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Daniel Caron’s eyes twinkle with excitement as he recounts how he and fellow spelunker Luc Le Blanc finally managed to dig their way into a massive, naturally occurring underground cavern beneath a city park in the borough of St-Léonard one day last October.“In the life of a spelunker, something like this happens once,” Caron said. We were happy and surprised, but it was a complete fluke.”On Friday, Caron took reporters on a tour of what they found on Oct.12: a 250-metre long cavern that has existed for at least 15,000 years, according to caving experts.In 2016 we tried to dig there but it was solid rock, solid limestone, so we couldn’t get through it.”This fall they brought in industrial drills and other equipment, and on Oct. They saw there was a drop, and brought in a ladder.12, they broke through to the larger cavern.“After a few hours of digging, it was big enough to get the upper part of our bodies through, and we could see that on the other side, it was vast. When they climbed down, they found several large cavern branches, parts of which were underwater.He just grinned like a jerk,” Crews wrote on Twitter.Crews’ disclosure via Twitter came a few days after the New York Times and New Yorker reported explosive revelations of sexual harassment and assault allegations against film mogul Harvey Weinstein dating back decades.Ainsi collectes, toutes ces archives sont alors tries et classes et font l’objet d’instruments de recherche permettant au public de s’orienter parmi des millions de documents.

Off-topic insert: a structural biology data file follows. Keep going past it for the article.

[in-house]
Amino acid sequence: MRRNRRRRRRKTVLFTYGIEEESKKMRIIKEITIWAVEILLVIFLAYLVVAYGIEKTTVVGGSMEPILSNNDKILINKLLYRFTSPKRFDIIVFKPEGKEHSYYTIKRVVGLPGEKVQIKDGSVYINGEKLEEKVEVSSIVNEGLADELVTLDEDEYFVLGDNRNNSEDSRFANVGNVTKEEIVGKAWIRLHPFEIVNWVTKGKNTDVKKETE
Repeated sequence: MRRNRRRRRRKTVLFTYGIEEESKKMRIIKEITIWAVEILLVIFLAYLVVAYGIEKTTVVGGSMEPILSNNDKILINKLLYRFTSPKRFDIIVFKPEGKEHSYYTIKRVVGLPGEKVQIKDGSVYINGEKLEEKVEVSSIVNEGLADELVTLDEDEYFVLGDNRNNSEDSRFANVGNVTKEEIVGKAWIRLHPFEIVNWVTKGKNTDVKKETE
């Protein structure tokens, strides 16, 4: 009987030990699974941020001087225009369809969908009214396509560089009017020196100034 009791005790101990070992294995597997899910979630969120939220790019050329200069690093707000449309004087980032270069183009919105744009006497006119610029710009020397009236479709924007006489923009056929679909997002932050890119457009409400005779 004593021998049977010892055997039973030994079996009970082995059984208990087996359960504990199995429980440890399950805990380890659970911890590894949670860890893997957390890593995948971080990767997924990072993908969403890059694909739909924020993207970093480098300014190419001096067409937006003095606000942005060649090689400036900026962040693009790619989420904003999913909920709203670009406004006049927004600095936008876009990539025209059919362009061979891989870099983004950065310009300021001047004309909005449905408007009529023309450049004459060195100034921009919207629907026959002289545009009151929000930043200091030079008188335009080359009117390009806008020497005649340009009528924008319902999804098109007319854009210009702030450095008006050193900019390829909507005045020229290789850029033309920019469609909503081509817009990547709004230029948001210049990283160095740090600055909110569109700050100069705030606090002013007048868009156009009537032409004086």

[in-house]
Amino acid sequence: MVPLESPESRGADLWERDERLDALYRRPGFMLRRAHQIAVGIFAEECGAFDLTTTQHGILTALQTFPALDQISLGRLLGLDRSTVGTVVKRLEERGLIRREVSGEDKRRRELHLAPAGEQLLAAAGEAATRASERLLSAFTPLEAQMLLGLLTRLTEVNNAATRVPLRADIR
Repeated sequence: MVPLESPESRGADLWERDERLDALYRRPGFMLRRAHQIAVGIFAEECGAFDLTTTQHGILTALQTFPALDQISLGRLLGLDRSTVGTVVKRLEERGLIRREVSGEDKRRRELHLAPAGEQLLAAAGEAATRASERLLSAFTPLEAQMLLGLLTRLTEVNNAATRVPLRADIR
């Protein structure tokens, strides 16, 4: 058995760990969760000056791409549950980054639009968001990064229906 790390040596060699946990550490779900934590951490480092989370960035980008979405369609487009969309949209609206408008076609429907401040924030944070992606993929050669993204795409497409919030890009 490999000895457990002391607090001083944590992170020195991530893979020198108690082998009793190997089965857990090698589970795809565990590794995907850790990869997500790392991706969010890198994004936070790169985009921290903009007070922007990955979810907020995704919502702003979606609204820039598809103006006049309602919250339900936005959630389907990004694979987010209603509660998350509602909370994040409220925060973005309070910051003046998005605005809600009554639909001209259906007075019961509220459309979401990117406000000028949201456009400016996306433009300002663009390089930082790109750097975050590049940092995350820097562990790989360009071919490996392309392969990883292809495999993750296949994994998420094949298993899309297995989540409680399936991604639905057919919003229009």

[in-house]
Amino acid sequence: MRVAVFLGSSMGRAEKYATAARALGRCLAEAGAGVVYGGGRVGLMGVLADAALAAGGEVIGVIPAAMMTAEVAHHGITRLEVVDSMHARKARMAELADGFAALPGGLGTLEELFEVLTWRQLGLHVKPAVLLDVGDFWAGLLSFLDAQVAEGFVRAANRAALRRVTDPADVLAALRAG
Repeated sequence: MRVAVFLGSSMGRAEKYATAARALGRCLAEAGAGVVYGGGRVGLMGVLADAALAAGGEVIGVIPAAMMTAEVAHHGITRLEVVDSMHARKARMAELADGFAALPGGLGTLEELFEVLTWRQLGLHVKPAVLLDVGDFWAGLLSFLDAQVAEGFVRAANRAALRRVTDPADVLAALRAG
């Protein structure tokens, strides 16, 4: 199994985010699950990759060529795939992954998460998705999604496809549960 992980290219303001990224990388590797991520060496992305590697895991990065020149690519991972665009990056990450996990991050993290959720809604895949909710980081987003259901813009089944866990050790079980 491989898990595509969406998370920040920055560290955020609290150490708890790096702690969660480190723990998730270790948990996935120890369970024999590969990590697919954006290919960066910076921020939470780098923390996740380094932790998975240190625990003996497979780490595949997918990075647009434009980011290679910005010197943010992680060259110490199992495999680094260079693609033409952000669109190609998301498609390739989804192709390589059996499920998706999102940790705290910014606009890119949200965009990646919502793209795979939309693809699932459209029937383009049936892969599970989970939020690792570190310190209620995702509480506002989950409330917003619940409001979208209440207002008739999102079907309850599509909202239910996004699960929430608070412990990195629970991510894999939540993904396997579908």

As a teenager growing up in St-Michel in the 1960s, Caron remembers digging into and exploring the cave at night with friends, despite attempts by local authorities to keep them out.
Since 1982, about 70,000 people, mostly schoolchildren, have toured the original cave, through educational tours conducted by the Sociétê québécoise de spéléologie (SQS).
But in 2014, Caron and Le Blanc, both member of the SQS, decided to get serious about their hunch that there was more cavern to discover.“It’s always the goal of a spelunker to find a new cavern, or find an extension to an existing cavern like this,” he said.
But first, steps must be taken to protect it, he said.“Before the borough took control of the cavern in 1982, it was open and people would get in and sometimes do damage, like breaking off the stalactites and that sort of thing,” he said.
The borough has ordered studies to be done over the next year to ensure the cavern is properly documented, through photos, measuring and mapping.